I spend most of my time talking to individuals who are considering starting companies, and a lot of those conversations focus around risk.
In his now decade old blog posts on career advice, Marc Andreesen quotes the trader and poker expert Aaron Brown:
“What I listen for is someone who really wanted something that could be obtained only through taking the risk, whether that risk was big or small.
It’s not even important that she managed the risk skillfully; it’s only important that she knew it was there, respected it, but took it anyway.
This is what I think about risk, and how to make sure you see it, respect it and know when to take it.
Individual risk and company risk
Entrepreneurs are seen as risky because most companies fail. And because founders invest so much time and effort into their companies, it can be easy to equate the risk they take with the risk their company takes.
But an individual’s risk profile and a company’s risk profile are very different. If a company succeeds then a founder is unusually the main beneficiary of that success. But if a company fails, a founder’s career doesn’t collapse with it.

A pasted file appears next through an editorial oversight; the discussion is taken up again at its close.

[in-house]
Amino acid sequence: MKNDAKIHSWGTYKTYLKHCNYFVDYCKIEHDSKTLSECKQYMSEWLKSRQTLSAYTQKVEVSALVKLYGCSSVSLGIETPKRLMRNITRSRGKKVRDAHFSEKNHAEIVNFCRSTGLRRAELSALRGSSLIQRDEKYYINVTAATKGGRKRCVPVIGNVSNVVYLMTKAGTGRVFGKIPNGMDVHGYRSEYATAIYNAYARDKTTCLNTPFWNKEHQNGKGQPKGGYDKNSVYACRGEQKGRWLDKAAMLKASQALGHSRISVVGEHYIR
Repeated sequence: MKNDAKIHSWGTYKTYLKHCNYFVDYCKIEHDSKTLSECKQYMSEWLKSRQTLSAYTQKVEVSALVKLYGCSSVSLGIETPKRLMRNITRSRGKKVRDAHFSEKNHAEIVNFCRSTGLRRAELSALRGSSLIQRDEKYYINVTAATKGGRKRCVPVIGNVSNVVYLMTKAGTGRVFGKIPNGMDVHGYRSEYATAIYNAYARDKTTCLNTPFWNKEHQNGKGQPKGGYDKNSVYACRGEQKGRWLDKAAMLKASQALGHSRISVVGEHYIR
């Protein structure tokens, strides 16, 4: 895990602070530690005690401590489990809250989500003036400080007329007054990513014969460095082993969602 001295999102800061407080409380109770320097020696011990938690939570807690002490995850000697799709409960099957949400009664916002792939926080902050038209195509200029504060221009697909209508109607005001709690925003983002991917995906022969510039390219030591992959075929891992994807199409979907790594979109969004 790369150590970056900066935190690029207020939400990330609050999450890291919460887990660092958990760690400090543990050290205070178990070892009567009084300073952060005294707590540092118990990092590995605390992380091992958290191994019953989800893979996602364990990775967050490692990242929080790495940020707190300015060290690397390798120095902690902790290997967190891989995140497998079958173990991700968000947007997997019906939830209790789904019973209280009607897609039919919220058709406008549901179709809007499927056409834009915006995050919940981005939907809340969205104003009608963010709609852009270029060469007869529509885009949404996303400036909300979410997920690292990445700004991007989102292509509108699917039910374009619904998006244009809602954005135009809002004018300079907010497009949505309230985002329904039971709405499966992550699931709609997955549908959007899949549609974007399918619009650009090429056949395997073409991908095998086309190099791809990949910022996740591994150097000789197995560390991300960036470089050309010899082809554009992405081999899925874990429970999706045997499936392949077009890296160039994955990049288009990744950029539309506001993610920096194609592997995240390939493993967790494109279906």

It’s worth noting that approaching risk in a way that splits individual and company risk isn’t just an insurance tactic that protects you against costs. The most significant outcome of this mode of thought is that it creates bigger, more ambitious companies that are doing unusual things. By mitigating against individual risk, founders can take much bigger risks with the companies they create. In order to build a company that will change the world, you need to have beliefs that no one else does and take risks to make your goals happen. This is why we grow companies with huge visions, like democratising access to space, underwater drones, and supercharging biochemical engineering. These are companies taking risks to do things that no one else has ever done before. When they get it right, the impact they have is extraordinary.